Manage episode 296470999 series 2936794
In the second episode of our new series on war and memory, we speak with founder of Forensic Architecture Eyal Weizman and academic Susan Schuppli on the role memory plays in testimony and witnessing. The discussion explores the different approaches to evidence in war crimes tribunals, starting with the Nuremburg trials of 1945, and explains how the contemporary work of Forensic Architecture is helping to unlock the hidden memories of the victims of state violence.
Susan Schuppli is a researcher, documentary filmmaker, and artist based in the UK, whose work examines material evidence from war and conflict to environmental disaster and climate change. She is Director of the Centre for Research Architecture at Goldsmiths University as well as affiliate artist-researcher and Board Chair of Forensic Architecture and author of Material Witness, which is out on MIT Press.
You can find out more on Susan's work here: https://susanschuppli.com/
Eyal Weizman is the founding director of Forensic Architecture and Professor of Spatial and Visual Cultures at Goldsmiths, University of London. The author of over 15 books, he has held positions in many universities worldwide including Princeton, ETH Zurich and the Academy of Fine Arts in Vienna. He is a member of the Technology Advisory Board of the International Criminal Court and the Centre for Investigative Journalism. In 2019 he was elected life fellow of the British Academy and appointed Member of the Order of the British Empire (MBE) in the 2020 New Year Honours for services to architecture.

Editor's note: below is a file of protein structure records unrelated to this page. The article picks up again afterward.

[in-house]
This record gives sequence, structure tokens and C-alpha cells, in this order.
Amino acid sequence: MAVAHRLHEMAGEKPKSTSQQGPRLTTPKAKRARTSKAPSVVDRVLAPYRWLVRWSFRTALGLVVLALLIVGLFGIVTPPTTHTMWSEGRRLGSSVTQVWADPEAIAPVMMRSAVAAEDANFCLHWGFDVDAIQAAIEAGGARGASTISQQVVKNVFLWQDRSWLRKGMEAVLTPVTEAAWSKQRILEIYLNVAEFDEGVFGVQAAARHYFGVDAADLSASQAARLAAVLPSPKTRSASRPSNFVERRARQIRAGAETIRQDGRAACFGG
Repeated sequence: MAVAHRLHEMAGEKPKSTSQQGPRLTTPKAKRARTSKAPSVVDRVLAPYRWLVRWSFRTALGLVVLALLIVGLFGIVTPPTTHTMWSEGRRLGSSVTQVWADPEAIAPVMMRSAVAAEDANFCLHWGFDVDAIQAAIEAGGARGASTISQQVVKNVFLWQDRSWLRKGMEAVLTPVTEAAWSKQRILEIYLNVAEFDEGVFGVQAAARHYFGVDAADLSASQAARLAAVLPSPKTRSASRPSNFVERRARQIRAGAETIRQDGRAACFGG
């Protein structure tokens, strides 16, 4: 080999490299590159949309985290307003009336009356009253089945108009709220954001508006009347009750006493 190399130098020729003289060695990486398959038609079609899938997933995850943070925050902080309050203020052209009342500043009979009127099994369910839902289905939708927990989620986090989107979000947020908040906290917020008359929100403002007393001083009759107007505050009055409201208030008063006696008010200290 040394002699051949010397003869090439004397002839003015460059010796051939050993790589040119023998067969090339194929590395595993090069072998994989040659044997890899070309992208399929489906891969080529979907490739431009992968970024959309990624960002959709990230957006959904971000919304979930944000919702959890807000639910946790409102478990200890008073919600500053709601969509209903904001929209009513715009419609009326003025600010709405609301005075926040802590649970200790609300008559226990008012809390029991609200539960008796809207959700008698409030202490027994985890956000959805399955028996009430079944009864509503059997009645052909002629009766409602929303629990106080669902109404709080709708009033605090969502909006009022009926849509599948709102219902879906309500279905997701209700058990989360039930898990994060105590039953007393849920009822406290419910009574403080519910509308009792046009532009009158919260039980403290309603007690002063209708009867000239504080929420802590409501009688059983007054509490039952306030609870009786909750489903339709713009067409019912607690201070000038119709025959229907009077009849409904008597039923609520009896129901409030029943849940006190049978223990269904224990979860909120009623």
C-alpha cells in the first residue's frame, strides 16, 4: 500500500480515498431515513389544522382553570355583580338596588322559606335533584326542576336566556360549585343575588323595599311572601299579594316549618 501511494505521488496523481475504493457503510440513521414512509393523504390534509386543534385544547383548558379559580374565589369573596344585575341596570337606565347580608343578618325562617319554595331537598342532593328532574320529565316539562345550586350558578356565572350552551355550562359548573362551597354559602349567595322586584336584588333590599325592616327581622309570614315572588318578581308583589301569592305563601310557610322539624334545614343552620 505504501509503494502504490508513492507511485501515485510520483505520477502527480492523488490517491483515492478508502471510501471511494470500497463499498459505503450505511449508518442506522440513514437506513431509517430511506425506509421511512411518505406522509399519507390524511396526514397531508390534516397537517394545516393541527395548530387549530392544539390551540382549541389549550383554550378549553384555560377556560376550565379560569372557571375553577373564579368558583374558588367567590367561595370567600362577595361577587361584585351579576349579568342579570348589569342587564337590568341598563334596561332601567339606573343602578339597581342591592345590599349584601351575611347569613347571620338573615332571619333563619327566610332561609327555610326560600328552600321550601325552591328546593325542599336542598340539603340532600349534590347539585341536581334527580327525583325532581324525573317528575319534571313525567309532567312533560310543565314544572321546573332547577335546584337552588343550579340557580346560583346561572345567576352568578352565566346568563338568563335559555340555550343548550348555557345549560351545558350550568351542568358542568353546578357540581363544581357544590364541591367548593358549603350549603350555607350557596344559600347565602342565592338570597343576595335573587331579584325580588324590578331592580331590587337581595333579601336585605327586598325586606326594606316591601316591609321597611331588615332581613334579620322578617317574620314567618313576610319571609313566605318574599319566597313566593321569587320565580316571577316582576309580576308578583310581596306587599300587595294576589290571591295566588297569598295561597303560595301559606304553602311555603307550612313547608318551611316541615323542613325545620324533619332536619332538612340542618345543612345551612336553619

Follow the work of Forensic Architecture here: https://forensic-architecture.org/
We would also like to thank Jacob over at Liverpool Podcast Studios.
Music by Esion Noise [www.esionnoise.com]
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